While Public-Private Partnerships (PPPs) are a popular public policy tool, there is evidence to suggest that they often fail to deliver value for money, a key objective. Focusing on the use of PPPs in education in Ireland, this paper draws on perspectives from institutional and isomorphic theories to illuminate the use of PPPs as a modernisation tool of government. It finds that, while the adoption of PPPs has been characterised by difficulties, policy makers persist with their use. This is attributed to coercive isomorphic pressures in the case of Northern Ireland and mimetic isomorphic pressures in the Republic of Ireland.
Article
Purpose Since the 1990s, the National Health Service (NHS)advisory officers have developed considerable expertise in managing the process of specifying, procuring, contracting and running public–private partnership (PPP) projects. However, there has been a relatively consistent trajectory in the findings of studies and evaluation of PPP from its initial introduction in the health sector in 1992 to the present time. Therefore, the purpose of this study is to critically evaluate the PPP experience in the UK context using a case study in the NHS. Design/methodology/approach The partnership literature is primarily focussed on process issues, and the impact of partnerships on improving outcomes cannot be assumed. By conducting a critical review on most updated research studies and innovative approaches in this area, the literature as to the place of PPPs in health in the context of the UK is critically explored and whether they have a role in system resilience is examined. A case study has be used as well to describing the processes of a PPP arrangement. Findings Health-care PPP is one of the options relating to health system resilience. However, their contribution in the NHS has been mixed, with success noted in short-term clinical and services contracts while in the long-term the value for money argument has not been proven. In theory, the role of PPPs in bringing together ingredients supporting system resilience such as finance, management and innovation in the UK has not always been successful, and NHS providers have taken the approach to exit such arrangements. Research limitations/implications More research work is needed to capture the 21st-century challenges and critical success factors during its implementation. Practical implications The creation of strong partnerships is moving service delivery away from a project-by-project approach to one that includes strategic and policy developments for long-term results. Originality/value This is a fresh discussion in the role of PPP in system resilience in the UK perspective through a case study describing an exit from a PPP arrangement.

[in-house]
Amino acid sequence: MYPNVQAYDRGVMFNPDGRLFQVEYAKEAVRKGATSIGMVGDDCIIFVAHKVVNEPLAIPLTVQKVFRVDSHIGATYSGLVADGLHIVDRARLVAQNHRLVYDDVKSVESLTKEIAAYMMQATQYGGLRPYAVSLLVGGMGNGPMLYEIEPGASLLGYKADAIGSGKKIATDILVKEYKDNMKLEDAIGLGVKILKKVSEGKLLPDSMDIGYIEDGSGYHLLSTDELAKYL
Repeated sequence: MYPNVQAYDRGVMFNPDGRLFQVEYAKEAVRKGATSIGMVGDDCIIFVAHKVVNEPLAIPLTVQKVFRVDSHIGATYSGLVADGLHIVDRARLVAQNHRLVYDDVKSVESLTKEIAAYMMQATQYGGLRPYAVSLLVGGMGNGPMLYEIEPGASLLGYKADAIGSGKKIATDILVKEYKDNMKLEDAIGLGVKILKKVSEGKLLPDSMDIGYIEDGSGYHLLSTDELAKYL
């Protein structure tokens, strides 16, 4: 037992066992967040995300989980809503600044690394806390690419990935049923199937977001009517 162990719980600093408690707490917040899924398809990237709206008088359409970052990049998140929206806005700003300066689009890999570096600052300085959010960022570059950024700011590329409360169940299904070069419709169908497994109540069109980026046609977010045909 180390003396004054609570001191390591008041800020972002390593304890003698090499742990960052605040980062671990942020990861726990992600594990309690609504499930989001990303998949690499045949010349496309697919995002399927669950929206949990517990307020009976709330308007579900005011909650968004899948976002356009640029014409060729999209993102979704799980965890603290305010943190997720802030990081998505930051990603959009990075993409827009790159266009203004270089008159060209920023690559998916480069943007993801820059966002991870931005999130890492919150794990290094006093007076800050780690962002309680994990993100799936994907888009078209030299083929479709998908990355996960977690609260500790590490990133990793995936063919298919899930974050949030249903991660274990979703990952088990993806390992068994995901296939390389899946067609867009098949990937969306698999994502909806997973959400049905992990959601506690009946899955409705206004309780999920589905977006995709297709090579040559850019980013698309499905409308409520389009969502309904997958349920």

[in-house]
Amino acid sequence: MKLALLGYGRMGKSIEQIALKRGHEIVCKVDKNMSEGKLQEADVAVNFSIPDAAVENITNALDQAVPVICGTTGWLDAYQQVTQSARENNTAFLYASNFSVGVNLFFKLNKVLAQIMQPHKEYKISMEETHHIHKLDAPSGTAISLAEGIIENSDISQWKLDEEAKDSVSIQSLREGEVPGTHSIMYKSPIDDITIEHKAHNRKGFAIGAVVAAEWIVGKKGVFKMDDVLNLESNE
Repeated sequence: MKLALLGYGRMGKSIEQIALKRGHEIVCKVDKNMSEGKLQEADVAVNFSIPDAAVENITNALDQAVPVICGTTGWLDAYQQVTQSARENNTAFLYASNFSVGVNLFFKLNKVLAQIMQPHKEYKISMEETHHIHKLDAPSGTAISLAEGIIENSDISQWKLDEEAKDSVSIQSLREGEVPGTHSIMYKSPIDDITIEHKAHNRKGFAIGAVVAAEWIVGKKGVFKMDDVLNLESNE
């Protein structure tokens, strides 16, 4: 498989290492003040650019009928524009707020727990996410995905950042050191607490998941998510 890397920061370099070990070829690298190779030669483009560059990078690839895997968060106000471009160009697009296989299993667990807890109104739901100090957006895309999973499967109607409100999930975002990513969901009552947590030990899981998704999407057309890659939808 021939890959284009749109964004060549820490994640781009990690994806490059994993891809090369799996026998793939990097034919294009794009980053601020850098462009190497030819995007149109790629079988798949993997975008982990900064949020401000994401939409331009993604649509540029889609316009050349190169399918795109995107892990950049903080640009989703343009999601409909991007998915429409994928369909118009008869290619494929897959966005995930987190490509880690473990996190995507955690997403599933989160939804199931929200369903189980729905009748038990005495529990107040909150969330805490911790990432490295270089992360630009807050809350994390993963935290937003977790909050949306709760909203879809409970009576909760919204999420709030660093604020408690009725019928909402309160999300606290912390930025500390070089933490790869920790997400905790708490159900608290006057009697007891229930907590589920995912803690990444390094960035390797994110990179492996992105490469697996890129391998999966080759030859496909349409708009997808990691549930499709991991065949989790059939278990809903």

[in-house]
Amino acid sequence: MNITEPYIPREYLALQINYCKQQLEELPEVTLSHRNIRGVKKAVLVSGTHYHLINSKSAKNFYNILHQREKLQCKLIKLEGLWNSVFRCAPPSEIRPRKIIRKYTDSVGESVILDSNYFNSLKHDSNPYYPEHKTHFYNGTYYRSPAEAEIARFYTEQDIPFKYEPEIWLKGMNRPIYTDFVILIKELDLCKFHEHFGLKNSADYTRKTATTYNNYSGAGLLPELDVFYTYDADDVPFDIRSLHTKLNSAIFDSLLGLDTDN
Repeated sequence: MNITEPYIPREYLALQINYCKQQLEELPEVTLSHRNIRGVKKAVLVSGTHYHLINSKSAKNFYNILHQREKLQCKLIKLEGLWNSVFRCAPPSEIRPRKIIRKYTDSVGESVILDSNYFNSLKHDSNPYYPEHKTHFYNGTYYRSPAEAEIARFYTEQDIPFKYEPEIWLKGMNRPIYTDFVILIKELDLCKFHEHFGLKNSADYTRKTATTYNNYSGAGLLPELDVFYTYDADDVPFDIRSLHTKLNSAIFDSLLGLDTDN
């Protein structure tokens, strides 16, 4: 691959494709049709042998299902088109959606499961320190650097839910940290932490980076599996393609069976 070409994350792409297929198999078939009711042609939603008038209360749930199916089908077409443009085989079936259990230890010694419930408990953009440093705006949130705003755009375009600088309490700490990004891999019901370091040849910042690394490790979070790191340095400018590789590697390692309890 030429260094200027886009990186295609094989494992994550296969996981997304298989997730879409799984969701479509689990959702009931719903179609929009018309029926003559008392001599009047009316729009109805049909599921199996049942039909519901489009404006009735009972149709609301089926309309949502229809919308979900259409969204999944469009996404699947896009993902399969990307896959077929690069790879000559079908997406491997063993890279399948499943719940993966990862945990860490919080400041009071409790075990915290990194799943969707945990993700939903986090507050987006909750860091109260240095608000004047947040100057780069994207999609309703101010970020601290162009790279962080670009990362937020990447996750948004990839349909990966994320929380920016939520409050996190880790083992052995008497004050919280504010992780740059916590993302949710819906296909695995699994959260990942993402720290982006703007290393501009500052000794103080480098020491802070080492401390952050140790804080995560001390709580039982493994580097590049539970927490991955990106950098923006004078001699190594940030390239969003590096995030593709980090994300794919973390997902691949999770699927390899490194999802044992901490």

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This paper examines concession contracts between a private firm and a government in the presence of moral hazard within a real-options framework. The design of optimal contracts to provide incentives to the private firm to exert effort is analyzed. We show that although first-best investment timing can be implemented, contracts often do not provide firms with proper incentives to exert effort, resulting in high-cost projects being undertaken. This problem can be alleviated through the use of a monitoring technology that imposes a penalty on the shirking firm. Although monitoring distorts the investment timing leading to a delayed investment, it increases the government’s profits at the expense of the firm, so that the government finds it optimal to induce effort exertion, increasing the likelihood of low-cost projects. Considering jointly incentives and an exit option, we show that the regular compensation of firms and their compensation upon termination act as substitutes in providing incentives. Governments should set these remunerations jointly in order to minimize the cost of a bailout option for the society.
Article
Public-private partnerships (PPP) enjoyed its resurgence in China recently. However, while the government has initiated more than 12,000 projects since 2012, the number of them that have reached deals were small. This study aims to examine the determi- nants of PPP adoption in China between 2012 and 2016. Based on the transaction cost theory, we develop a four-pillar framework that includes factors related to the govern- ment, the market, the operating environment, and project-level characteristics. Applying the framework to empirical models at the provincial level, we find that the one-year adoption rate is affected especially by factors about the government.